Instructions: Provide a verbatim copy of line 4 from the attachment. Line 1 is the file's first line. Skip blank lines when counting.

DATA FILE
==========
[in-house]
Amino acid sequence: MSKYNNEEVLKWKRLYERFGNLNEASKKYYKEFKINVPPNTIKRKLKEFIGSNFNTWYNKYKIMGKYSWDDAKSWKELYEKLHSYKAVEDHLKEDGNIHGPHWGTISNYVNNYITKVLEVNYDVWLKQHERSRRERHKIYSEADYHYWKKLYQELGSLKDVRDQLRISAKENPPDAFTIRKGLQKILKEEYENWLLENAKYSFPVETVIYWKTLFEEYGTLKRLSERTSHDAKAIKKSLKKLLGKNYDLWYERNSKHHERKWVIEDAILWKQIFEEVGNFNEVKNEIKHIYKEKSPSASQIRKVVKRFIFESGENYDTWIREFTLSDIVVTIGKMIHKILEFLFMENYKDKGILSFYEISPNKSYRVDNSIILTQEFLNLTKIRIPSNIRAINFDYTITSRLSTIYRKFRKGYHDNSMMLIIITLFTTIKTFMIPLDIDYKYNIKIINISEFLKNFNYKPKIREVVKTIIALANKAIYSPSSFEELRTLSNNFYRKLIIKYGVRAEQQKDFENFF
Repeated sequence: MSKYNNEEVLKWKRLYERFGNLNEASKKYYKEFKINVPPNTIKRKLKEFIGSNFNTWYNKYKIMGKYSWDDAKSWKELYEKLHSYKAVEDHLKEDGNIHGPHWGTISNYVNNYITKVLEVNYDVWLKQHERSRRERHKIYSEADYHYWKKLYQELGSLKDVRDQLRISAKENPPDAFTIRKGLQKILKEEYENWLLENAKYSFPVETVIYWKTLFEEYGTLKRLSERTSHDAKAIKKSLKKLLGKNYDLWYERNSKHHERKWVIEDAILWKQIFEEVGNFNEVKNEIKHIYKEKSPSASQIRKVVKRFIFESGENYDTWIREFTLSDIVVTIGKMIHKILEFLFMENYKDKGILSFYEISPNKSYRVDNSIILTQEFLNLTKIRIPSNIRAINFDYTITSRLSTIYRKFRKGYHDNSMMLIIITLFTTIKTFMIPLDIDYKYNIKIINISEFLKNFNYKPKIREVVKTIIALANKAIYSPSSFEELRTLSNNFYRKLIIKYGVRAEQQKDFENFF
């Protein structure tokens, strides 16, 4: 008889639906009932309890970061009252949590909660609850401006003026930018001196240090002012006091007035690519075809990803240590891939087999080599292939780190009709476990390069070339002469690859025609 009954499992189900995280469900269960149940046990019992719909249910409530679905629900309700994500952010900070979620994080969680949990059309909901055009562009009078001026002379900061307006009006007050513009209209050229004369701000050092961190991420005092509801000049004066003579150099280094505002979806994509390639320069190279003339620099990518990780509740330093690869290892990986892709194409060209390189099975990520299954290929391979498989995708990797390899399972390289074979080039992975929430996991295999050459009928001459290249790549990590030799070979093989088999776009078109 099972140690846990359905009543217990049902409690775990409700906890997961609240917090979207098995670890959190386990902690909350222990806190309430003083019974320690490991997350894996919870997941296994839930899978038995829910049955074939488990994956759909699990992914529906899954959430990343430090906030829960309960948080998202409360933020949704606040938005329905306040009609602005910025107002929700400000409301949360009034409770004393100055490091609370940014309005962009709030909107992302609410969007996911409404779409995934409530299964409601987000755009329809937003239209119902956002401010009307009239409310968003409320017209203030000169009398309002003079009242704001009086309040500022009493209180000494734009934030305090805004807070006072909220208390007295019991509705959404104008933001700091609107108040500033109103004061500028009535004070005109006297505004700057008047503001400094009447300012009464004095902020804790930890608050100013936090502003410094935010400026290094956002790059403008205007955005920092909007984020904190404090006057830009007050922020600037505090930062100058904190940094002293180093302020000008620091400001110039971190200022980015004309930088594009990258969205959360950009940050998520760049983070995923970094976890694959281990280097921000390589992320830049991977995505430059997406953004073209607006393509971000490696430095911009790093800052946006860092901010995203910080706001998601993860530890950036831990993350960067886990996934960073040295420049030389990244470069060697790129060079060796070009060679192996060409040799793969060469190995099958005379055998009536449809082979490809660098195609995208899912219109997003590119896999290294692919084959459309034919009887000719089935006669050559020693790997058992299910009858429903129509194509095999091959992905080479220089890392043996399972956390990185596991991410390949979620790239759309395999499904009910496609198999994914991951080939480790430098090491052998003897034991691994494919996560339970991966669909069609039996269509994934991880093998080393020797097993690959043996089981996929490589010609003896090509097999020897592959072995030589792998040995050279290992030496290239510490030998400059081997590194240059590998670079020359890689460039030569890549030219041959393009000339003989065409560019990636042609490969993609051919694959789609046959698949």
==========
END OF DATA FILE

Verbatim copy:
């Protein structure tokens, strides 16, 4: 008889639906009932309890970061009252949590909660609850401006003026930018001196240090002012006091007035690519075809990803240590891939087999080599292939780190009709476990390069070339002469690859025609 009954499992189900995280469900269960149940046990019992719909249910409530679905629900309700994500952010900070979620994080969680949990059309909901055009562009009078001026002379900061307006009006007050513009209209050229004369701000050092961190991420005092509801000049004066003579150099280094505002979806994509390639320069190279003339620099990518990780509740330093690869290892990986892709194409060209390189099975990520299954290929391979498989995708990797390899399972390289074979080039992975929430996991295999050459009928001459290249790549990590030799070979093989088999776009078109 099972140690846990359905009543217990049902409690775990409700906890997961609240917090979207098995670890959190386990902690909350222990806190309430003083019974320690490991997350894996919870997941296994839930899978038995829910049955074939488990994956759909699990992914529906899954959430990343430090906030829960309960948080998202409360933020949704606040938005329905306040009609602005910025107002929700400000409301949360009034409770004393100055490091609370940014309005962009709030909107992302609410969007996911409404779409995934409530299964409601987000755009329809937003239209119902956002401010009307009239409310968003409320017209203030000169009398309002003079009242704001009086309040500022009493209180000494734009934030305090805004807070006072909220208390007295019991509705959404104008933001700091609107108040500033109103004061500028009535004070005109006297505004700057008047503001400094009447300012009464004095902020804790930890608050100013936090502003410094935010400026290094956002790059403008205007955005920092909007984020904190404090006057830009007050922020600037505090930062100058904190940094002293180093302020000008620091400001110039971190200022980015004309930088594009990258969205959360950009940050998520760049983070995923970094976890694959281990280097921000390589992320830049991977995505430059997406953004073209607006393509971000490696430095911009790093800052946006860092901010995203910080706001998601993860530890950036831990993350960067886990996934960073040295420049030389990244470069060697790129060079060796070009060679192996060409040799793969060469190995099958005379055998009536449809082979490809660098195609995208899912219109997003590119896999290294692919084959459309034919009887000719089935006669050559020693790997058992299910009858429903129509194509095999091959992905080479220089890392043996399972956390990185596991991410390949979620790239759309395999499904009910496609198999994914991951080939480790430098090491052998003897034991691994494919996560339970991966669909069609039996269509994934991880093998080393020797097993690959043996089981996929490589010609003896090509097999020897592959072995030589792998040995050279290992030496290239510490030998400059081997590194240059590998670079020359890689460039030569890549030219041959393009000339003989065409560019990636042609490969993609051919694959789609046959698949």